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By , World Editor of The Christian Science Monitor

In a clash of cultures, NATO and ethnic Albanians disagree over how to treat the remaining Serbs in Kosovo. NATO offers equal protection for all. But the Albanians want to retaliate. Quote of note: "It will only compound the horror." - President Clinton, in Cologne, Germany.

Caught between Serbs and Albanians in Kosovo are some 97,000 Gypsies, or Roma, many of whom helped the Serb onslaught. They can't go to Serbia, and Albanians are attacking them.

If the archipelago-nation of Indonesia were ever to start splitting up, it would likely start in the northern Sumatran province of Aceh. A visit to this hotbed of rebellion reveals that Islamic women have taken up arms for independence. Quote of note: "It was hard, but good." - Zaitun, speaking of her guerrilla training by "Free Aceh," after the Army killed many of her family and friends.

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Piece by piece, international groups are weaving a world consensus to end "the worst forms" of child labor. A new agreement may push the cause forward.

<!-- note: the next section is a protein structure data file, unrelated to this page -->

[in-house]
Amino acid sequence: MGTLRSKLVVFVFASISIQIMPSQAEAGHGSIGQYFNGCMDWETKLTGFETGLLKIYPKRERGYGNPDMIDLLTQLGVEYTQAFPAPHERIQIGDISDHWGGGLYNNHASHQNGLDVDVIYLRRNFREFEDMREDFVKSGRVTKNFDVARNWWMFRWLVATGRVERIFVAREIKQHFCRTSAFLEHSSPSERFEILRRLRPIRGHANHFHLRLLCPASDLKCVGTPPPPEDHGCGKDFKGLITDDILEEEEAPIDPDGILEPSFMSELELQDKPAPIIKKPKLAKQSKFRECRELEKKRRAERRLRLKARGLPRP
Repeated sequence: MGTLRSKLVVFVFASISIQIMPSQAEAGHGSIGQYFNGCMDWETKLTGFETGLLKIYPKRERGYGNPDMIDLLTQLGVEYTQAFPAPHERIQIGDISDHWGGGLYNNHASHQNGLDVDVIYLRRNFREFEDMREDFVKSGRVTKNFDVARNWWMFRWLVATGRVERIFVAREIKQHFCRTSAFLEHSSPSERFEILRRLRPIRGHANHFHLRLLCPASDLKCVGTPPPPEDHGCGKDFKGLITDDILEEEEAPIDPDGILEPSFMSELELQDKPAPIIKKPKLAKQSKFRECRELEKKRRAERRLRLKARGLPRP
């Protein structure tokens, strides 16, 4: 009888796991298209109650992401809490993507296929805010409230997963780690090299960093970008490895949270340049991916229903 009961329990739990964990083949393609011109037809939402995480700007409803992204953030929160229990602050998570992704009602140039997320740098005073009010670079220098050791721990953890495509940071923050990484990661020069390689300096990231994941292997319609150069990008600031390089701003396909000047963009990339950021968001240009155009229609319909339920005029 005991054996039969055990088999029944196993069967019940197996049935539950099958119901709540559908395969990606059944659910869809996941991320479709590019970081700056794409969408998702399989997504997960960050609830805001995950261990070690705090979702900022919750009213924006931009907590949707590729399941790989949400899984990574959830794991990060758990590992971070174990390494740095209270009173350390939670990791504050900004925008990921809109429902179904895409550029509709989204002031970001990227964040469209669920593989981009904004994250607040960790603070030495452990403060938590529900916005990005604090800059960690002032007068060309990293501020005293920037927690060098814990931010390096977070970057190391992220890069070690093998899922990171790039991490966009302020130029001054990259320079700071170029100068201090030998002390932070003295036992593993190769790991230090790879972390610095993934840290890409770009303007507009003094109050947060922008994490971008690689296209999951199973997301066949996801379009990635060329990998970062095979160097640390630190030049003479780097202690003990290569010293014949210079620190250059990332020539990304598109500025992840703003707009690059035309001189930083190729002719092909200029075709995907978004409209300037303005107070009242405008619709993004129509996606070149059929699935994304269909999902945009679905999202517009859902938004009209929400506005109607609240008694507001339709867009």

- Clayton Jones, World editor

REPORTERS ON THE JOB *PASSENGER RIGHTS: Hooking up with the independence rebels on the Indonesian island of Sumatra can require a strong stomach. To reach a town named Sigli near Aceh, reporter Nicole Gaouette traveled 1,250 miles by air from Jakarta, then took a four-hour jeep ride to get in touch with the "Free Aceh" people. They checked her out, introduced her to another group, another check. Then it was all repeated again. They put her into a car, blindfolded her, and drove down a very bumpy road to a secret rebel camp. "As has happened ever since I was about four years old, I got carsick," Nicole says. Immediately, the car stopped, the water bottles came out, and the women tut-tut-tutted over her. Then someone said, "That's OK, you don't have to wear the blindfold. We believe in human rights too." She ended up having a very nice afternoon.

MILESTONES *RECORD WEIGHTLESSNESS: On June 21, reports the BBC, Russian cosmonaut Sergei Avdeyev set a record as the human who has spent the most time in outer space - 681 days. His record is a result of three stays on the Mir space station. This latest one started Aug. 31, and was extended in February when his return seat was given to a guest-cosmonaut from Slovakia in February. The Slovakian cosmonaut was flown to Mir partly to help reduce Russia's debts to Slovakia. Mr. Avdeyev is due to return to Earth Aug. 23. By that time, he will gain a second record - the second-longest single flight. The longest is 14 months.

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